Aside from being a cinema, The Projector is also an event space where a diverse range of cultural events are held. One example is Cineda:ns, a collaboration between The Projector and Esplanade’s da:ns festival where dance-related films such as Pina, Mr GAGA and Our Last Tango have been screened.
The Projector’s business model is also in part influenced by the history of art house cinemas in Singapore that have struggled to make a profit over the years.
“We diversified our income sources deliberately to reduce the risk of failing since we were unsure how it was going to pan out,” says Tan.
To date, The Projector has multiple revenue streams – the box office, venue rental, the Intermission Bar as well as The Great Escape, a car park bar. This year, The Projector set up a co-working space called Clockwork where people can pay a fee to occupy the bar’s space from 9am to 5pm on weekdays. After 5pm, the bar opens to the public. Tan says the co-working movement was created to maximize the usage of The Projector’s space.
The Projector does not receive any government funding, according to Tan.
The diversification strategy applies to film curation as well. A wide variety of films, which range from classic films such as Blade Runner, mainstream films such as Split, as well as local films Apprentice and Pop Aye are screened at The Projector, in addition to art house fare. Tan says this is important as she does not want people to feel intimidated that The Projector is purely an art house cinema.
Tackling the challenges head-on
While Tan shares that The Projector is “not bleeding”, many hurdles remain.
“Marketing and financing are still challenges,” she laments.
Although The Projector has established a strong following, it primarily attracts the arts and creative community.
“Some people are still surprised to know that The Projector even exists,” she adds.
As for financing, The Projector, like all small and medium enterprises, is still subject to the vagaries of the market. Issues such as rising rents and manpower costs.
Additionally, The Projector is run by a lean team of eight that includes Tan and her sister, Trigg-Smith, two film programmers, one projectionist, two marketing executives and a cleaner.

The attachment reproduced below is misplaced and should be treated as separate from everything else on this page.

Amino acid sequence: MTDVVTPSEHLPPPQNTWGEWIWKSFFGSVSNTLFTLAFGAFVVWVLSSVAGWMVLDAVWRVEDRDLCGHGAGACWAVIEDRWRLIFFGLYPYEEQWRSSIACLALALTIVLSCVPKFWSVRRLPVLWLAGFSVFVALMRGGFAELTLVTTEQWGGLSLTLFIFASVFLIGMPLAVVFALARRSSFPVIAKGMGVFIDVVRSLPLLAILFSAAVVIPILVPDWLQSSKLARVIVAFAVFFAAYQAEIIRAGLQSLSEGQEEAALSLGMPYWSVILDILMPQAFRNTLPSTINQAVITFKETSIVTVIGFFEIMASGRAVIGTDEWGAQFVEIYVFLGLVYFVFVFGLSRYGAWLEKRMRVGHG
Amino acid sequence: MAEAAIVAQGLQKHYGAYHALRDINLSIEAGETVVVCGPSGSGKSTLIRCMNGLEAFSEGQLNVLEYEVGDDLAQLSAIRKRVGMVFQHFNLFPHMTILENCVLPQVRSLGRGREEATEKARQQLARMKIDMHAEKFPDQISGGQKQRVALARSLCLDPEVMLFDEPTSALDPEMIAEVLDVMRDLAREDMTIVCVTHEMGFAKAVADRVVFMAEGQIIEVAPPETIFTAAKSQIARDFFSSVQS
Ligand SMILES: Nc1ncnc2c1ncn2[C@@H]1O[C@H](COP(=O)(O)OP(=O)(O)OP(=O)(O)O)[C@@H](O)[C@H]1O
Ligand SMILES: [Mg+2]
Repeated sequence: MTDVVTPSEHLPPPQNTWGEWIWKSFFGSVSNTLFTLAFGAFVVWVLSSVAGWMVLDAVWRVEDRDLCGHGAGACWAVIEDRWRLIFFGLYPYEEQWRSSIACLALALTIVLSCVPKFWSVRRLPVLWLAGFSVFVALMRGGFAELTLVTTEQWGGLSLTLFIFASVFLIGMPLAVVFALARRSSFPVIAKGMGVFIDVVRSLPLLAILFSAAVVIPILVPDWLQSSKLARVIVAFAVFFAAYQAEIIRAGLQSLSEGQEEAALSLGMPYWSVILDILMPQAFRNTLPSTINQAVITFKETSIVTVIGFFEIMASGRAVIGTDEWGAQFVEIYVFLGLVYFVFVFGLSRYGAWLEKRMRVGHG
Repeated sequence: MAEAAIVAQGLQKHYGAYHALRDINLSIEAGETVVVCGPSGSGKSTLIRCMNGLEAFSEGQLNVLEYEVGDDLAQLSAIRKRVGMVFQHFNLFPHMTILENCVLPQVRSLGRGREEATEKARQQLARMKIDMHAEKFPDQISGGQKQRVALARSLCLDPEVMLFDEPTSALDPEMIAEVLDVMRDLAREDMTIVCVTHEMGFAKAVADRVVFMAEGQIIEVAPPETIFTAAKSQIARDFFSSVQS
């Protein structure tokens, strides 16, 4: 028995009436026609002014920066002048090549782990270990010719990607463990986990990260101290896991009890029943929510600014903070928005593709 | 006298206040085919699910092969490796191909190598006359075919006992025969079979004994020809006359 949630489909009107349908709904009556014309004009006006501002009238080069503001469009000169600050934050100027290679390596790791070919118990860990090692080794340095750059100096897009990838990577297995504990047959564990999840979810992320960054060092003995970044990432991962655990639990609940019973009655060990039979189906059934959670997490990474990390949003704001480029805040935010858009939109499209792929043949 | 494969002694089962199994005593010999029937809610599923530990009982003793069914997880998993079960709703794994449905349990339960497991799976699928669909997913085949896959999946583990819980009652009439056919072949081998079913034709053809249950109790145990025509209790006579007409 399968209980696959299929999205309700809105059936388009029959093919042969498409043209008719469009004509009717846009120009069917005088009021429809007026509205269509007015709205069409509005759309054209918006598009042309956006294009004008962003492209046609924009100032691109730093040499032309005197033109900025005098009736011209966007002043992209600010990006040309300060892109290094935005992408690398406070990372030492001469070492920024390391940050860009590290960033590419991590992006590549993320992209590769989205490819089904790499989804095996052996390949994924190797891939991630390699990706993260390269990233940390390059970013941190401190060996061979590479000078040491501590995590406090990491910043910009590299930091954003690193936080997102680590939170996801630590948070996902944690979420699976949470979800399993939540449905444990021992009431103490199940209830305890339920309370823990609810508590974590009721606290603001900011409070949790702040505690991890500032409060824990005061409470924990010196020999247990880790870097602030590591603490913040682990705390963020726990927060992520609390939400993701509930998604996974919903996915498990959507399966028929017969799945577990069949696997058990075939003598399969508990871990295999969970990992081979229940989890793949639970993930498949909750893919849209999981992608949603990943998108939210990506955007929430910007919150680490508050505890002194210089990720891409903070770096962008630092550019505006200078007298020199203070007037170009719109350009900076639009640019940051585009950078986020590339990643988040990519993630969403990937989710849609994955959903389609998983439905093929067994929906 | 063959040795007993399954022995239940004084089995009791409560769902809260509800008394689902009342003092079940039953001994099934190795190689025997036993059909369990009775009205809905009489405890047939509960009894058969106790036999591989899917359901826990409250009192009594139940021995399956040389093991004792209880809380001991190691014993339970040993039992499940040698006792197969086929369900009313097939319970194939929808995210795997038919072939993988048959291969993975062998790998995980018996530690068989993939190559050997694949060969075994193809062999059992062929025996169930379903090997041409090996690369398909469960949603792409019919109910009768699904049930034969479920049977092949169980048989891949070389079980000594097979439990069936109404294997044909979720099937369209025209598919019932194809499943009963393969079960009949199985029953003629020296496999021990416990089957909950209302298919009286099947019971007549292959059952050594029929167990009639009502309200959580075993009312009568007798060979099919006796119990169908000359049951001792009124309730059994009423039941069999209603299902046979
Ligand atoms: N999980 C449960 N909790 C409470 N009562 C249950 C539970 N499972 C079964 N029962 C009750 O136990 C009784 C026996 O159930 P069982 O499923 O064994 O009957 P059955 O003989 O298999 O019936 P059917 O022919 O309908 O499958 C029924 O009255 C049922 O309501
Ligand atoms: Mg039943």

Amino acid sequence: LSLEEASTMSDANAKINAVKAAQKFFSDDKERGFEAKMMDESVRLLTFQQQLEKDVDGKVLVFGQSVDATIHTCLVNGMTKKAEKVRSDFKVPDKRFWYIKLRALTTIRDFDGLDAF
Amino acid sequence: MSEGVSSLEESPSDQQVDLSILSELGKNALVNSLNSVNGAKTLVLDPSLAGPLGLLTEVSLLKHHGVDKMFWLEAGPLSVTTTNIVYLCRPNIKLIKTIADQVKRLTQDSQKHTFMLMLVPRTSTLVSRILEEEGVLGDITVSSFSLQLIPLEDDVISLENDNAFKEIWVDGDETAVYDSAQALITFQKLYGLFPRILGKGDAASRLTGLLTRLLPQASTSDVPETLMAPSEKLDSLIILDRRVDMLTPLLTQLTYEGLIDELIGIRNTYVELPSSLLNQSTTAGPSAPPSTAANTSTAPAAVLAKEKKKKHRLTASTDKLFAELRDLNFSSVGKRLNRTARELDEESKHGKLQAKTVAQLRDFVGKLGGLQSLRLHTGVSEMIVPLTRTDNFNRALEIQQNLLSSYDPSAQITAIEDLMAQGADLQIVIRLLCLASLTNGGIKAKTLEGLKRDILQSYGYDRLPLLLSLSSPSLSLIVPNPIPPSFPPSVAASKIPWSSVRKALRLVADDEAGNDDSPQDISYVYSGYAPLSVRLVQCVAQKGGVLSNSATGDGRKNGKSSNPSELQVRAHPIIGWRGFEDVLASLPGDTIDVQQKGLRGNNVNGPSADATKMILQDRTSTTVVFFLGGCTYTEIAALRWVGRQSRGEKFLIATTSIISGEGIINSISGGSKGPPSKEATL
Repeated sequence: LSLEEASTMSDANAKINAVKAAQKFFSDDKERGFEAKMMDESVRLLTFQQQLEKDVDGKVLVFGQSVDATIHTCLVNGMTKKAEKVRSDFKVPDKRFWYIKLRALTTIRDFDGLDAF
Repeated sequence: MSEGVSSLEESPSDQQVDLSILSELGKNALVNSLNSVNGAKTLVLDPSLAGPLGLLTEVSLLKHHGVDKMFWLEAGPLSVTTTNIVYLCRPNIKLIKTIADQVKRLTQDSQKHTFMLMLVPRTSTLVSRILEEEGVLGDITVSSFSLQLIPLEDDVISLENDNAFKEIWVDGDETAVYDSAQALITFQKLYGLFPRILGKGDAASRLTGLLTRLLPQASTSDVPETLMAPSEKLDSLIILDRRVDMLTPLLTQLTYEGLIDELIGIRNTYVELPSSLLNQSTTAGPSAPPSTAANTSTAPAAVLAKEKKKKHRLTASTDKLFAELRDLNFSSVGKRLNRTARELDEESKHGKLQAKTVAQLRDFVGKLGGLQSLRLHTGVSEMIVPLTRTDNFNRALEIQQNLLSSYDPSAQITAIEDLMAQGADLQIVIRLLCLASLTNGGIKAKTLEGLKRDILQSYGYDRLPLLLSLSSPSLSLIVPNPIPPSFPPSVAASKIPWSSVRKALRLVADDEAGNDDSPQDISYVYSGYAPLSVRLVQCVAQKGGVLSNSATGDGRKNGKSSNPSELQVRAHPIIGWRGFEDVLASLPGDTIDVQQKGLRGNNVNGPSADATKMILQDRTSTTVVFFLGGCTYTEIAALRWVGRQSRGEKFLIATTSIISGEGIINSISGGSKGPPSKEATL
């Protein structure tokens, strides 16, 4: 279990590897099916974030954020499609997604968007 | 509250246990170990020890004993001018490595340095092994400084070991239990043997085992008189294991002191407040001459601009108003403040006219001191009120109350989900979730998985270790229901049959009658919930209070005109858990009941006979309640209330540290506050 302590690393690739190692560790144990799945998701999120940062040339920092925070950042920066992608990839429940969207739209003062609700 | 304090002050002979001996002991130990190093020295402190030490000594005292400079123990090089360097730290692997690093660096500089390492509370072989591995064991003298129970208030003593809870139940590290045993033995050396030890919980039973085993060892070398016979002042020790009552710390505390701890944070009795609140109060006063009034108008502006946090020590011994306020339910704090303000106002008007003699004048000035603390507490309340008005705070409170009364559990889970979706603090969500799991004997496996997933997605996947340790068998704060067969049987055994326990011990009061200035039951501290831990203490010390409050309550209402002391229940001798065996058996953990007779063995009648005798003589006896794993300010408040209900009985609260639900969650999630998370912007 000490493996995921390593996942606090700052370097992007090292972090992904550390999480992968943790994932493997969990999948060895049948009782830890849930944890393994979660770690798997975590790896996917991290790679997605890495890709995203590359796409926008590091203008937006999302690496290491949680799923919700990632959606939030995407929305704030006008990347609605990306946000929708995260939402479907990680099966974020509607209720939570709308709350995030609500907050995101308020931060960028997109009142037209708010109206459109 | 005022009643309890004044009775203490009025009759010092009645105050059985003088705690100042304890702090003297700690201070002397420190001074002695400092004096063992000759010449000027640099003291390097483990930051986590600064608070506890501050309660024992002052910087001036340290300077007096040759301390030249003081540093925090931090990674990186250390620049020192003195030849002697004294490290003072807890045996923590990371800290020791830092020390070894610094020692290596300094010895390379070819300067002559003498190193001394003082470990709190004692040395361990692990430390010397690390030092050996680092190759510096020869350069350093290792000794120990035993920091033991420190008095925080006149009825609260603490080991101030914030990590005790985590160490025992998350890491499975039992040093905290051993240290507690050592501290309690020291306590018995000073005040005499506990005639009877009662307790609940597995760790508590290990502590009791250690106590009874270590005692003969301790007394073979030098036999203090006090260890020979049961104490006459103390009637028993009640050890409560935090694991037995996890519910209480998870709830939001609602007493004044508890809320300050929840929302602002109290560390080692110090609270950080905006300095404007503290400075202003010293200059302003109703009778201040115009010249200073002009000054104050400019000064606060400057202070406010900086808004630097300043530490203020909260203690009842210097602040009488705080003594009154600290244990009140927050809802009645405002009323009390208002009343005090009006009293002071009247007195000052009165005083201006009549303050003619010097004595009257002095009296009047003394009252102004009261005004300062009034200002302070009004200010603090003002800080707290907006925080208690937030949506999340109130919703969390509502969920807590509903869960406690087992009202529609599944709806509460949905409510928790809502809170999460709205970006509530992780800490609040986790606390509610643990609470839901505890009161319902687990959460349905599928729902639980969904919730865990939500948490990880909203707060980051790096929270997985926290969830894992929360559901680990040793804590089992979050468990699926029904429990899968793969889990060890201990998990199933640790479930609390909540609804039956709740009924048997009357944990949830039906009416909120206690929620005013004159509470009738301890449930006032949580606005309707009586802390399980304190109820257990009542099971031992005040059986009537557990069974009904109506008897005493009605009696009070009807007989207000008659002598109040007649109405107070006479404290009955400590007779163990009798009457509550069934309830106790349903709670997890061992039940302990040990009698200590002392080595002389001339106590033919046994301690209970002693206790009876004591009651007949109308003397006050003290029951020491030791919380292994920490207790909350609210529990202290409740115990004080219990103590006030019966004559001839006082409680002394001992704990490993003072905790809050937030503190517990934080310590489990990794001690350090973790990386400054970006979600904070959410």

“Now you know how many people it takes to run a cinema,” Tan says with a laugh.
A small team and a limited budget means upgrading at The Projector is a work in progress. This year, the team installed a proper box office after two years in operation. Prior to that, the box office was a cash register on a small wooden table.
The venue also poses technical challenges to the team.
Operating out of an old building means that there are power surges and there have been instances where screenings were cancelled due to technical issues.
“We operate in an old building, so sometimes there are power surges and that can adversely affect the equipment,” she says. “We try our best to minimize such cases and the screenings are always rescheduled or payment refunded.”
“We are not a brand new cinema, plus we do not have the finances to radically overhaul the sound system or have state-of-the-art equipment.”
In terms of future plans, Tan hopes to attract a wider audience segment such as young families and will continue to support local films.
To that end, Tan says The Projector organizes screenings of local films for school students as part of its film education program. Some of the titles shown include The Songs We Sang, a Singaporean documentary about xinyao – a style of Singaporean folk music that was popular in the 1980s. The screenings often include a Q&A session with the filmmakers.
The Projector also hosts family days, says Tan, giving the example of Disney’s Frozen sing-along session held last year.